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From Bolam to Montgomery

For as long as everyone in the dental profession can remember, the Bolam Test has been applied for assessing the appropriate standard of care in potential negligence cases. In essence, Bolam goes like this: if you act as most other responsible clinicians would act, then you are beyond reproach. Of course, most of us simply got on and treated our patients to the highest possible standard without giving a second thought to possible litigation. But the Bolam test has been front of mind for the people who have run our defence organizations for the last 50 years.
Mr Bolam’s case against the Friern Hospital Management Committee was heard in 1957. The judge ruled that the doctors treating Mr Bolam had not been negligent because they had acted as other responsible professionals would have done. In other words, what was common practice in a particular profession was highly relevant to the standard of care required. Furthermore, at that time, if the risks of a procedure were small, it was common practice not to warn patients of any risks unless they asked.

Following an important ruling at the Supreme Court in London in 2014, a patient’s right to be told of potential risks is now paramount. The case of Montgomery versus Lanarkshire involved a baby which suffered brain damage at birth. The mother, Nadine Montgomery, has Type 1 diabetes. Since diabetic mothers can give birth to larger than average babies there is a higher risk of complications. Mrs Montgomery maintained that she should have been warned that the delivery might be difficult and offered a caesarian birth. The judges in the Supreme Court agreed.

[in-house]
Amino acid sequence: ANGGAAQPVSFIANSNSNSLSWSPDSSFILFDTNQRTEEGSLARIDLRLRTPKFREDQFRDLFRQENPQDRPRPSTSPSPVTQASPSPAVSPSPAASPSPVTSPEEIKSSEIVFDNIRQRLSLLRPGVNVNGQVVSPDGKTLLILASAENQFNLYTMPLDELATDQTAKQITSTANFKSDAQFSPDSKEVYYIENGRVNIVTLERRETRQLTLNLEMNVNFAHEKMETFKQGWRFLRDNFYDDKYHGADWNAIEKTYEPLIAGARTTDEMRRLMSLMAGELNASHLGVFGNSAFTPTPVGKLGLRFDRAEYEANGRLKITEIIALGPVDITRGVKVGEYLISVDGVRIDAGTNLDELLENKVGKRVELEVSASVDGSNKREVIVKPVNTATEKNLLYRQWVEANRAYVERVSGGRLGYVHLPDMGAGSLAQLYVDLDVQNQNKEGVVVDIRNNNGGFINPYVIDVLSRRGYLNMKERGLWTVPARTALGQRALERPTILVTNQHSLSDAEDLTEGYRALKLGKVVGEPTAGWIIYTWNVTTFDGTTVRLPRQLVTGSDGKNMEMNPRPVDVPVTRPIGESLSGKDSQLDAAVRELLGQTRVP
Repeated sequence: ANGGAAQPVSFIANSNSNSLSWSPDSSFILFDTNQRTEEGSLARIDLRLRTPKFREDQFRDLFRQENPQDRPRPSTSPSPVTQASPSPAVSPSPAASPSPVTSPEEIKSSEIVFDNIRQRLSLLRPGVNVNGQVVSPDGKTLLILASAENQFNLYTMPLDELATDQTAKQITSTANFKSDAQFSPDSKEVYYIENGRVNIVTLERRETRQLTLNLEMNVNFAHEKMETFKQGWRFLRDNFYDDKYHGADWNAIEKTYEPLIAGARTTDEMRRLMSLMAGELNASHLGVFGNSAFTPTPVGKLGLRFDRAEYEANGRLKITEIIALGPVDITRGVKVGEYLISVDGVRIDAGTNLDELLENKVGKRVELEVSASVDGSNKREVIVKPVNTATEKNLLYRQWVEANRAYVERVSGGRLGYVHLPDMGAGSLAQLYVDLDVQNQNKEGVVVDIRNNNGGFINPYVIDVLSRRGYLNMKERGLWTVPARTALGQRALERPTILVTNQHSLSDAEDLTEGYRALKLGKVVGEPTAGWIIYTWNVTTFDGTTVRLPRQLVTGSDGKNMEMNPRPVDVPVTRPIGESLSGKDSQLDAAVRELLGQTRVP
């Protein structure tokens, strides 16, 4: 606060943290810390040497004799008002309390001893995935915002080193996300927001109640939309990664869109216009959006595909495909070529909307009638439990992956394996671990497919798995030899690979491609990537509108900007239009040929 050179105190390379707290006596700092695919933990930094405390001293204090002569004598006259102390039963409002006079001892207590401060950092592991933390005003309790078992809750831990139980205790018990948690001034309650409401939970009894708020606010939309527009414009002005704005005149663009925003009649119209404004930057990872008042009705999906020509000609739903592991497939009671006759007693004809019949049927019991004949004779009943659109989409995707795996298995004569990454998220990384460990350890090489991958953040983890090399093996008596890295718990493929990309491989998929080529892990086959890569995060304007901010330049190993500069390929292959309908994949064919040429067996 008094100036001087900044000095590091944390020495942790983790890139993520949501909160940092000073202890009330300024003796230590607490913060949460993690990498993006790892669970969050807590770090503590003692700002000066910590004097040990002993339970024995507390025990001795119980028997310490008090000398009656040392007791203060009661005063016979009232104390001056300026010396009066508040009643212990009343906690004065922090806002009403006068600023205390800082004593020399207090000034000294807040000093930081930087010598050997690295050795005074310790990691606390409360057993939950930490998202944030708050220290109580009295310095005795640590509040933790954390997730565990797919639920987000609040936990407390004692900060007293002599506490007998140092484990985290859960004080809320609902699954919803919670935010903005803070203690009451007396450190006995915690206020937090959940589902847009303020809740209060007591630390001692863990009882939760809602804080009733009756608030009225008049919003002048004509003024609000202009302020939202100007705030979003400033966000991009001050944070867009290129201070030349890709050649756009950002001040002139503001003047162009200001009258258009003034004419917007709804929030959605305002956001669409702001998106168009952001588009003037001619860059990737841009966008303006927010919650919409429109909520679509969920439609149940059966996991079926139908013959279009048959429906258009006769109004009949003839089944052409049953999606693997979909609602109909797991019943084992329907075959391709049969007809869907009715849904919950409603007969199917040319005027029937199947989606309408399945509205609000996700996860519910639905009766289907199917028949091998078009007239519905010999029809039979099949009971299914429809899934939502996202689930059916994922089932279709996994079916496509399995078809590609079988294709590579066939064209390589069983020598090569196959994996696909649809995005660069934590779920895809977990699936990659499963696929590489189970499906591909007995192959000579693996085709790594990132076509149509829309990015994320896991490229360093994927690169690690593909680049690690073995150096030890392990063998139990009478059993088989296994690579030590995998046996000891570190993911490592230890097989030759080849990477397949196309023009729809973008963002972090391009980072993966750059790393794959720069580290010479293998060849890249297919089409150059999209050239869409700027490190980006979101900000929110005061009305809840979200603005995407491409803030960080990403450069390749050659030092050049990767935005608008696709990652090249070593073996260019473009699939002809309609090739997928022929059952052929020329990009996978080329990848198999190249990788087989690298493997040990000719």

The implications of this ruling are wide-reaching for all health professionals. From now on, all of us will have to consider carefully the risks and possible side-effects of any treatment that we are about to embark upon.

The consent process, which should already be detailed and considered, will need to cover all possible implications of a treatment. Will any of this radically change the way any of us work? I suspect not. But all of us will need to be far more thoughtful about what we tell our patients while specialists and referring dentists will need to work ever more collaboratively, making sure that their shared patients receive the information they need.

2017-05-16T15:34:03+01:00For Patients|
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